Mark Neville: waging an ethical war with his camera

From boy soldiers to stock traders, Neville’s photos set out to spark change, and he has even seen his books burned in Scotland


Two boys, dressed up as soldiers, smile for the camera against the backdrop of a firing range in a dusty desert. The one on the left has a freckled, open face, though his friend beside him has something in his eyes that suggests their game has its dark side – except they’re not playing. Although they don’t look it, you have to be over 18 to serve as a soldier with the British Army in Helmand Province.

For London-born artist Mark Neville, who was in Afghanistan in 2011, the issue was to take photographs that avoided the cliches of war reporting. He had become, like many, numb to the images coming out of war zones, the cumulative coverage almost like wallpaper. So how do you take pictures that really say something and, once you’ve taken them, how do you make them matter?

This ethical conundrum is at the heart of Neville’s projects, and it’s one he believes artists should be taking a stronger position on, given the challenges the world faces. How do you make art that speaks beyond the gallery, and how do you enable people to see things differently, or in such a way that they might themselves become agents for change? It’s a position that has taken him from Glasgow to Corby, and the Isle of Bute to the Pennsylvania towns of Braddock and Sewickley. His series of images Here Is London was commissioned by the New York Times. Now his projects to date are collected in his first major monograph, Fancy Pictures.



“I wanted to look at how we’re fed images,” he says. “I was really fed up with ‘artspeak’, and I wanted to find a way to deal with the real somehow.”

Neville studied at Goldsmiths in London, and then at the Rijksakademie, Amsterdam.

“It was fashionable to reference conceptual art, it was very dry, everything you made had to be backed up by at least 10 eminent theorists,” he says, with his tongue firmly in cheek, but also more than a grain of added truth. It took him, he adds, about five years to work out how to make work that matters, and the camera was his chosen tool.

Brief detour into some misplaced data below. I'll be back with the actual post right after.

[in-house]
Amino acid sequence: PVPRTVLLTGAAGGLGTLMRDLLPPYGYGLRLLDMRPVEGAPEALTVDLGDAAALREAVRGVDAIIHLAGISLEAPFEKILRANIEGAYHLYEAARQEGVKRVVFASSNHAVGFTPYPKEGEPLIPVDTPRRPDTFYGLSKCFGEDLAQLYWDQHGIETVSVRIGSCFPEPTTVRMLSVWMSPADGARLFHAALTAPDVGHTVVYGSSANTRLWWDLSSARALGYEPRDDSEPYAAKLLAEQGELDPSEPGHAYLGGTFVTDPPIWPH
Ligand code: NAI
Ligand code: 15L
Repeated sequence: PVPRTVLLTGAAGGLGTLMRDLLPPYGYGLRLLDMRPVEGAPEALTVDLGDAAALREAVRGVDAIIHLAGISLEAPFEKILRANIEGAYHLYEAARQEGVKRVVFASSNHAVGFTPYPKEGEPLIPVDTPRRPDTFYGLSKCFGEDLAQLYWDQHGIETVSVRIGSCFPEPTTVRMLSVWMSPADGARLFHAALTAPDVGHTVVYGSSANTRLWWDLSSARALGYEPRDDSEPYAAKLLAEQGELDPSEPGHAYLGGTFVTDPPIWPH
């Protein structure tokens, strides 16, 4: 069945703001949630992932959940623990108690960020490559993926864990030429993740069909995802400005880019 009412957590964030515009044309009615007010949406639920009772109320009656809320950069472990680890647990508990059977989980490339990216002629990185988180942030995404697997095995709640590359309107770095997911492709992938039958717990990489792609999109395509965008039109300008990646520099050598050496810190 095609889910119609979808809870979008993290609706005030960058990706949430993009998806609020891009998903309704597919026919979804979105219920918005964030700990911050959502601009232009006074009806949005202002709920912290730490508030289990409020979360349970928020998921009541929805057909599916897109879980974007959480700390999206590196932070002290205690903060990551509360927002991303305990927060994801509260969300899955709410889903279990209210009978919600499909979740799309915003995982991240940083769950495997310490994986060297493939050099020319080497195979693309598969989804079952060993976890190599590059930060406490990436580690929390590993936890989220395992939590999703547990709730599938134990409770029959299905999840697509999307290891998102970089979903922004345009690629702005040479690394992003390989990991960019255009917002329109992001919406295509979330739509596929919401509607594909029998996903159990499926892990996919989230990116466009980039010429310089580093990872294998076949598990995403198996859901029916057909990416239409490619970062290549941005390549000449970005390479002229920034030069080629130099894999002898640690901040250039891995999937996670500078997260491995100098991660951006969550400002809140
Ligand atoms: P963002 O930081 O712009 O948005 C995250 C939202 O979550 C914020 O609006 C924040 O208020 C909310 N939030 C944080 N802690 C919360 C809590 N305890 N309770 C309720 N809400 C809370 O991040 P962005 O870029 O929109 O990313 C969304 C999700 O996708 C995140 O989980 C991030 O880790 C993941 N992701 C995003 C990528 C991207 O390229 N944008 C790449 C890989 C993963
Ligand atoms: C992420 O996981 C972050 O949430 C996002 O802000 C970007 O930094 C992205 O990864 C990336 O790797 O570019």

“I had two very early experiences with photography,” he remembers. One was via his grandfather, who had been a naval captain during the second World War. “He was a very aggressive man, and I now realise he had PTSD [post-traumatic stress disorder], but he took a lot of photographs. It was how he mediated between himself and the world, and he couldn’t do it through conventional means.” Neville was to use that insight later, for his Helmand project and its aftermath, more of which later.


Paul Smith

He pauses. “I won’t say it’s prostitution, but it made me think profoundly of what the aim of pictures are: is it to sell something, to advance your career, or can it be pushed further and used for ethical issues? That became much more interesting to me than any art world agendas.”

Neville’s first major public art project was at Port Glasgow, on the west coast of Scotland, a former shipbuilding town clinging, as he describes it, to its post-industrial identity. Keenly alert to the unpleasant ironies of making a gallery exhibition and glossy coffee table book on the back of images of a community at the pin of their collective financial collars, Neville’s proposal was to make a book that would never be commercially available, but instead be distributed free to each of the 8,000 households in the town.

He went a stage further, and used the distribution budget to pay kids from the local football team to deliver the book. Fancy Pictures includes a letter from a local resident describing the experience of being on the cusp of chasing a boy out of his garden “when he said ‘it’s a free book, big man, aboot tha port’ . . . touching stuff, as many of the photos I can relate to obviously.”